So part of the Bhairava tradition is Trika Tantra. It focuses on the worship of the three Goddesses who represent Shiva’s power. Abhinavagupta quotes from many of these Trika Tantras, which had been revealed in the 400- 500-year span before his time. Anuttara Trika was considered by him to be the highest form of Trika. It was a synthesis of all the main aspects of the Trika tradition plus that of the Shaiva Agamas, which include the Siddhanta stream.
The logic of calling Anuttara Trika the “highest” is that according to the revelation
itself, Trika comes at the end of a series. One is initiated into Trika Shaivism after
having taken a series of initiations into what are considered from the Trika
perspective to be lower forms of Shaivism—and even below that Vaishnava Tantra,
and finally Vedanta. So there is an ascending gradation of initiation, and Trika
contains and encompasses all of them as their ultimate teaching. Everything
culminates in Anuttara Trika.
Abhinavagupta presents his Tantraloka as an explanation of the teachings of the Malinivijayottara, the Trika Tantra he considers to be the most authoritative. He holds this authority in such reverence that he declares at the beginning of his Tantraloka that there is nothing in it which is not in some form present or suggested in the Malinivijay. Abhinava thus intends his Anuttara Trika to be understood not as something new, but as the final development of the Trika school of Shaivism— which is one of the oldest of the Bhairava current of Shaivite scriptural traditions— and the most explicit and detailed presentation of its essential teachings.
In terms of my own studies, Abhinavagupta’s two great works on Anuttara Trika are full of references to Shaiva Tantras—and it was the need to understand these works that made it necessary for us to discover/uncover as many of these Shaiva Tantras as possible. And it then became evident that we also had to do some historical studies, because Anuttara Trika comes at the end of the development of some centuries of Shaivism. We looked into both the original scriptural sources, the revelation, and at the development of Shaivism as it spread throughout India. To that end, we were inspired to identify those manuscripts that were worth editing because of their historical importance and their content.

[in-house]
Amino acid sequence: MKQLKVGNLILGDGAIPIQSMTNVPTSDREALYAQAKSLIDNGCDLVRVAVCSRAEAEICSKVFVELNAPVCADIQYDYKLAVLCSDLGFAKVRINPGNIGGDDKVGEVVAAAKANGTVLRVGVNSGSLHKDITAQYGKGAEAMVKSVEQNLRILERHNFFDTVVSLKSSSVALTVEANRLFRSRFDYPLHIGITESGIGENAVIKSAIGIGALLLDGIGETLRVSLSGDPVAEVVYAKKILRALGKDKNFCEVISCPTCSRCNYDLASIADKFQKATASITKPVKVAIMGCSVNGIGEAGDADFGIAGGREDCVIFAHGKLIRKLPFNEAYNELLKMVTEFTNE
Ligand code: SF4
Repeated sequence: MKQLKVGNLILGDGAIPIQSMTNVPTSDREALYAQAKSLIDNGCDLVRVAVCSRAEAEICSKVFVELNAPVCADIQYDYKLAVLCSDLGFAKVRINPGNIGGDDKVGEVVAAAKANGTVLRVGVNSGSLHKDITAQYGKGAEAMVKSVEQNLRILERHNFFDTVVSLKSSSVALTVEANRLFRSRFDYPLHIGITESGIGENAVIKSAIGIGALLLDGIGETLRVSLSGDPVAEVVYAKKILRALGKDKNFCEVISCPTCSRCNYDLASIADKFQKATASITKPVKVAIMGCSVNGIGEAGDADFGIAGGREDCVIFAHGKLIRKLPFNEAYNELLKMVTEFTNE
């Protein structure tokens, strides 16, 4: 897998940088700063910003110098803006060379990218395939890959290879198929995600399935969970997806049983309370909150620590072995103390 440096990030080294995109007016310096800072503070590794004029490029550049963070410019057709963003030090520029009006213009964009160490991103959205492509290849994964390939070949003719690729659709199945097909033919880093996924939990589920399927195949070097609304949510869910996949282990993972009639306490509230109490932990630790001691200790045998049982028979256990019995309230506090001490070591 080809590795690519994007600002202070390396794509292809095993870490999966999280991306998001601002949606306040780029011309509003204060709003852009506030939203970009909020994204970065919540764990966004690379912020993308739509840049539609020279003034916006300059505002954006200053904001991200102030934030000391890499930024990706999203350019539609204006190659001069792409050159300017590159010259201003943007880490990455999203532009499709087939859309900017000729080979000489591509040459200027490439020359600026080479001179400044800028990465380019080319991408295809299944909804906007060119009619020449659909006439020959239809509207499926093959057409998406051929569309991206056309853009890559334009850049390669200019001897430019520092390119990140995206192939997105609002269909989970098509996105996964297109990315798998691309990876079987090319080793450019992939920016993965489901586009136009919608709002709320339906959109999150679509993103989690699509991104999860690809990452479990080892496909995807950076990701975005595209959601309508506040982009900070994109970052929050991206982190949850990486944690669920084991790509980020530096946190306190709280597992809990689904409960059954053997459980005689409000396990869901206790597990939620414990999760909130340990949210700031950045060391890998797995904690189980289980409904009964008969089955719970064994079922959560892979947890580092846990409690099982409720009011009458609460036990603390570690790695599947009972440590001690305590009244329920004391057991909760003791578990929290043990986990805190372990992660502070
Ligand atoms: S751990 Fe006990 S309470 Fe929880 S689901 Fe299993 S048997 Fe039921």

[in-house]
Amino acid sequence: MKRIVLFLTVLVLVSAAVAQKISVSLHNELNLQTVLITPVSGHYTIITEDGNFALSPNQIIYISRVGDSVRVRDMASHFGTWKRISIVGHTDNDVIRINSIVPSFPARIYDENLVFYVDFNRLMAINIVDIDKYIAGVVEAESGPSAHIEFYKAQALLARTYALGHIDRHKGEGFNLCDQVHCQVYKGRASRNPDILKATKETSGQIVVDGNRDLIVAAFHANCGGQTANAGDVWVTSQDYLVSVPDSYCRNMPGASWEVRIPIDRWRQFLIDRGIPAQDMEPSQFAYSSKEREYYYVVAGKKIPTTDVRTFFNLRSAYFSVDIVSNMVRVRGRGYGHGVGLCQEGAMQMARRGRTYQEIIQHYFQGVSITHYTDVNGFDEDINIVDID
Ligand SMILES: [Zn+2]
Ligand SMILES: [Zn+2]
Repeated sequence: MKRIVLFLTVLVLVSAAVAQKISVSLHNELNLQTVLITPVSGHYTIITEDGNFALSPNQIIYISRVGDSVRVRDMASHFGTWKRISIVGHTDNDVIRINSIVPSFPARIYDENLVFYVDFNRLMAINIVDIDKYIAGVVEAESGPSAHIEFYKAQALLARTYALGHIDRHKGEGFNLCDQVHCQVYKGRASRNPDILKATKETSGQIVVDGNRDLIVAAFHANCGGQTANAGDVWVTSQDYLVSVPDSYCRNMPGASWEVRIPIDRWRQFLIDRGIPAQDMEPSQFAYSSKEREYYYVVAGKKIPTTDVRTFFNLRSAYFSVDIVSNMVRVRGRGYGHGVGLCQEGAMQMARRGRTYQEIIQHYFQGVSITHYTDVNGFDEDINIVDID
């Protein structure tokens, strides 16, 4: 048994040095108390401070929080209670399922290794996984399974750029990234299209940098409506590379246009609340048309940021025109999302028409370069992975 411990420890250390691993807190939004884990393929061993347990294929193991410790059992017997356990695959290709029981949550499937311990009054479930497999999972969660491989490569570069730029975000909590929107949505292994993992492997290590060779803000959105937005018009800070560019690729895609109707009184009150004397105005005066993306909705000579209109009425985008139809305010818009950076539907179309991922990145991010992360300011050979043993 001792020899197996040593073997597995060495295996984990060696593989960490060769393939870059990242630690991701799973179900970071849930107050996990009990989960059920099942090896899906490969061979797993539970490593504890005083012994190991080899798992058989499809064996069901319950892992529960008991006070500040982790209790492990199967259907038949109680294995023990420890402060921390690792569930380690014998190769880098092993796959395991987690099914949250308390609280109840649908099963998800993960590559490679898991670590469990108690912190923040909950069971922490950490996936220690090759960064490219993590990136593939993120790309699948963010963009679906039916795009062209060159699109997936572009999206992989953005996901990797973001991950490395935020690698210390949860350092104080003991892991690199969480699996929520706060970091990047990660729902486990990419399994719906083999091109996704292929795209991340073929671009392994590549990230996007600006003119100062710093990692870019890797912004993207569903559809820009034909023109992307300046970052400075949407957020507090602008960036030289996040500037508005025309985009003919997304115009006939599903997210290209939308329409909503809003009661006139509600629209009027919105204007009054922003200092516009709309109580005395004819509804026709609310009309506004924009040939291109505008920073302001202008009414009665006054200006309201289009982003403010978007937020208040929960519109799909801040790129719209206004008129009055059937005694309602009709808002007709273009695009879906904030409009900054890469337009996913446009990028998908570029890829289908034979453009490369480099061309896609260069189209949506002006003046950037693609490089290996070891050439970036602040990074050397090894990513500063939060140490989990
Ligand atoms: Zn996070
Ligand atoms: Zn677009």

Abhinavagupta is one of the very greatest minds India has ever produced. He has contributed works of the highest order in the field of Shaiva Agama, and is among those with the most comprehensive knowledge of its traditions, scriptures, and their philosophical exegesis. The excellence of Abhinavagupta’s work, the depth and expanse of meaning of his every word, remains a source of wonder and a constant stimulation of reflection and investigation to all who read him in any field. Moreover, his writing is a literary masterpiece, as thrillingly beautiful as it is intellectually challenging and deeply spiritual. The Tantraloka comprises over 6,700 verses, every one resonant with boundless suggested sense. In the Tantraloka we witness one of the
world’s greatest minds developing a
Tantric system with a depth and breadth that has remained unparalleled for a thousand years.
The traditions Abhinavagupta has knit together in his exposition of the teachings of the Anuttara Trika were always transmitted in two parallel ways, written and oral. The text is so long and complex that even the immediate meaning is not always clear, let alone its hidden implicit meaning. It is this implicit meaning that is the focus of the oral transmission—the meaning we can only understand by applying the teachings in practice.
Daily Inspiration with Tantraloka